Slow down, you move too fast …

“For fast-acting relief, try slowing down.”
― Lily Tomlin

Life moves quickly today. We can do so much in little time. It is exciting for a Type-A person like myself who loves to be efficient and blast through the to-do list. I can check the surf, tide tables, traffic on Highway 17, and view a live camera of Steamers Lane — all with a finger tap or two on my iPhone; while I am shopping for my grocery list at Trader Joe’s!

It’s fantastic. But like the groceries, it comes at a cost.

Dr. Richard Swenson puts it this way:

“… The world has witnessed almost continuous change, but never before with such levels of speed, suddenness, complexity, intensity, information, communication, media, money, mobility, technology, weaponry, and interconnectedness.“

(Let’s add “stress” to that list …)

Slow down, emphasis on “now!”

The most important thing I have learned in my coaching profession is the need to slow down.

It is difficult to coach a client who is traveling through life at today’s pace. It’s similar to diagnosing car trouble with no dashboard to tell you what is happening under the hood. The speed and intensity of life seem to require that we lose touch with our inner being (we are too busy for that). I often prescribe meditation to help my clients Stop and Smell The Roses. It is amazing what our mind, body, and heart can tell us if we take the time to listen.

A close friend told me a story underscoring how the speed of life today is impacting our youth. His son hit a rough patch in life after high school and developed a serious alcohol/drug habit. It was not pretty, but he got himself into a long-term rehab center and is now doing great. With a dozen or so other young adults, the leader asked what they thought led to their addiction. It was their deep internal need to slow down. Each one of them agreed, life was moving too fast and they could no longer cope, so they began to deal with it by taking alcohol or drugs. I can sure relate to that. My coping mechanism just happens to be exercise.

For me, slowing down was what put me on the path to become a New Ventures West certified coach. After twenty-five years in Silicon Valley riding the Express train, I had been laid off from my job at the age of sixty-two. The train had stopped, so I got off and explored my options. It was like Surfing Without a Leash. Suddenly I was empowered to experience the freedom of who I was deep inside without being tied down to a career. Although painful at first, this new awakening brought about a sense of joy not felt in years. It is now my passion to coach others who struggle to slow down, and discover what is going on “under their hood”.

Surfing for Balance

Growing up at the beach in Corona del Mar in the 1960s was an ideal environment for a young grom like me. We had a tight-knit community of friends who gathered daily at the beach, constantly anticipating the next big south swell. Best of all, my dad was a surfer from Malibu in the 1940s, and it was my time surfing with him on the weekends at San Onofre that most influenced my views on keeping work and life balance. As I grew into adulthood I began to realize that I felt at my very best when I was in the water on my surfboard. It became my identity.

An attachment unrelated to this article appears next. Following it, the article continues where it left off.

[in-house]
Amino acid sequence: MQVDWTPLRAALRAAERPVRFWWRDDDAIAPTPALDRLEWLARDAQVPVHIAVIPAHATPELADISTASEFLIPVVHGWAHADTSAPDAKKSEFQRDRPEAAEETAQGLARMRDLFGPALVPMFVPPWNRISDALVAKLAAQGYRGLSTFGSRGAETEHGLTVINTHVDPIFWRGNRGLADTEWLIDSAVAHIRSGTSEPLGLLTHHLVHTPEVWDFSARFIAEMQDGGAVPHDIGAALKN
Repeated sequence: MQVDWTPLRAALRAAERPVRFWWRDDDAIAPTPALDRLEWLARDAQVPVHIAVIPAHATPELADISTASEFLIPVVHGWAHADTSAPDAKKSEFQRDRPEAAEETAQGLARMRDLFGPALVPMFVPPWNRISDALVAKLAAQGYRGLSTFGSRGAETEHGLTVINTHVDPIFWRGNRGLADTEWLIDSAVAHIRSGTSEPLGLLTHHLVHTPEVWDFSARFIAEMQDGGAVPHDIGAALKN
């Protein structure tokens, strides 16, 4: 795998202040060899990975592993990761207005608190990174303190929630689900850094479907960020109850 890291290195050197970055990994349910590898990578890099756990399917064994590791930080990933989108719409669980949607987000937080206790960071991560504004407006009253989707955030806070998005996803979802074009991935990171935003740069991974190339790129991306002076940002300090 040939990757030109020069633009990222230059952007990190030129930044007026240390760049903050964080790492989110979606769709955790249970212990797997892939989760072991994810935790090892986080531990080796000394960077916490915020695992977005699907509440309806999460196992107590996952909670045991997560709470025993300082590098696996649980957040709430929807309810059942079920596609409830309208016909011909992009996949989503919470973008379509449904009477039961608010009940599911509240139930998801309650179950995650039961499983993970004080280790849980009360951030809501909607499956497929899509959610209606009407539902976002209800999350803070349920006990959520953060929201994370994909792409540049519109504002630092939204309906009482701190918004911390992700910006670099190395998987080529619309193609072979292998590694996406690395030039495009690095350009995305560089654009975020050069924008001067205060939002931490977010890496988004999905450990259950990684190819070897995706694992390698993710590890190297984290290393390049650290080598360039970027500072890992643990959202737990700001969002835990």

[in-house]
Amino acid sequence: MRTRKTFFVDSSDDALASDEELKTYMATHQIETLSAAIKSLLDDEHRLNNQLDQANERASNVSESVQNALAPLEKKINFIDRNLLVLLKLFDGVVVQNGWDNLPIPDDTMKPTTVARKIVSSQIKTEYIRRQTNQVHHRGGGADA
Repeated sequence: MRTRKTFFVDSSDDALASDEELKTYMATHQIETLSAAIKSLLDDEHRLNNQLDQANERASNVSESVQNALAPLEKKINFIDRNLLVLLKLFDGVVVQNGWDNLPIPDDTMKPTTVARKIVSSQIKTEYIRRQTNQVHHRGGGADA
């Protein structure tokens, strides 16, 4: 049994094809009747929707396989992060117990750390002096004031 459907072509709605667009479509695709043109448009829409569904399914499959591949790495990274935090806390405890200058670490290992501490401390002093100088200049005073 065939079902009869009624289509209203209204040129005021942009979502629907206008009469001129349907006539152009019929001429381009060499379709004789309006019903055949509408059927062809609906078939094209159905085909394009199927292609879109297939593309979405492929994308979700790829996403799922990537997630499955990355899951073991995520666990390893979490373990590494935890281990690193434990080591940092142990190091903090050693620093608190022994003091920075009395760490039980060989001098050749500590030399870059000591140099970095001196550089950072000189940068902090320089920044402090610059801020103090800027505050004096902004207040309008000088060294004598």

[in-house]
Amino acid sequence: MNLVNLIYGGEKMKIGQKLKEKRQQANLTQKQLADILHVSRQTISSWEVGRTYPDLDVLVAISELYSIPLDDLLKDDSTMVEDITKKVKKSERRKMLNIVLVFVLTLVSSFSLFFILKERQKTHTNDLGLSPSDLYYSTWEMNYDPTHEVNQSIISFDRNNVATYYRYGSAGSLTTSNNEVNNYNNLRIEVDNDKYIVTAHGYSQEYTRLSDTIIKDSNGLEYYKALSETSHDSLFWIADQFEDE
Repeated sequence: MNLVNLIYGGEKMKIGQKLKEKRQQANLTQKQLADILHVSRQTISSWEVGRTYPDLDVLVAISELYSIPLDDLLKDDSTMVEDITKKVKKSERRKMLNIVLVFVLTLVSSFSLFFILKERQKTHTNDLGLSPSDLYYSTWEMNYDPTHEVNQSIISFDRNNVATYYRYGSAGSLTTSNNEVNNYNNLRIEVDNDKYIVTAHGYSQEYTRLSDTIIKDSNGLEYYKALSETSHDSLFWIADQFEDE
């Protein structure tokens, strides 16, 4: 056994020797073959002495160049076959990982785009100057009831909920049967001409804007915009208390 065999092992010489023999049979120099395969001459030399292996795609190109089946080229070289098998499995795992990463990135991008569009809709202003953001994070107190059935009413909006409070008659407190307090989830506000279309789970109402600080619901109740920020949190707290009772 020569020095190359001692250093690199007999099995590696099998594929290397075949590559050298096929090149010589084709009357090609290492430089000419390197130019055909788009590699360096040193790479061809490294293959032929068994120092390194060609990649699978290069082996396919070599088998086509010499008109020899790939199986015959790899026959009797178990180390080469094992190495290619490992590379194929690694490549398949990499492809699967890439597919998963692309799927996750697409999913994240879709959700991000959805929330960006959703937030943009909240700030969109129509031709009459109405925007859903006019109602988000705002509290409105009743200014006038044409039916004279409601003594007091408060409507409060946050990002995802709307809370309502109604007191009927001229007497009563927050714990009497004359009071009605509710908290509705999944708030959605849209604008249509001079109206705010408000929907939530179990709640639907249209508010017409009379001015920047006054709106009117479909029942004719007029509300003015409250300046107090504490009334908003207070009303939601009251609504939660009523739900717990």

Our surfing adventures to Baja in the early 1980s provided plenty of time to slow down

When I first transferred to Silicon Valley in 1990 I wondered what everyone did when they weren’t working. It soon became apparent that when you were working for a computer company in the innovation capital of the world there was not a lot of time to hang out at the beach. The opportunities were endless, but so was the work! I found myself continuously fighting a battle to stay healthy and balanced.

Although it took a couple years to get used to the cold water (thank you, O’Neill wetsuits!), surfing soon became my relief valve from the hectic pace. I launched “Surfing for Balance in Silicon Valley” in 2014 to begin blogging about my struggle to stay afloat as a way to apply my voice to the work-life integration challenge in Silicon Valley.

Writing about the nonstop juggling act between work, family and self began to parallel my training for a triathlon. I was constantly balancing my time to make sure each event got its allotted time. I soon created the Circle of Life as a tool to provide my own emergency warning system when one area got out of whack (work, family, or self). A story from my early career with ROLM is an example when my work was taking over.

I Have Become That Man!

ROLM was a dream company to start a career, and they were led by one of Silicon Valley’s great pioneers, Ken Oshman, who established “Great Place To Work” (GPW) as a corporate goal at ROLM in the early 1970s. I was later managing a global product development team with Siemens ROLM in 1990 when this story takes place.

ROLM set the stage in Silicon Valley as a center of innovation years before others came along

Our product teams were split between the U.S. and Germany, requiring me to fly to Munich quarterly to help coordinate development activities. Waiting at San Francisco International Airport to board my flight to Munich, I was strategically positioned next to the only power outlet in sight for my laptop. Typing out urgent last-minute emails to my team, I likely had veins popping out of my forehead as I raced against to call to begin boarding.

An older businessman suddenly approached me, clearly wanting to chat. Probably in his 60s with grey hair, he wore a smart suit and tie and patiently waited for me to pause from my furious pace. When I finally looked up he blurted out that I reminded him of whom he had been twenty years before. Then he paused, as if that needed to sink in.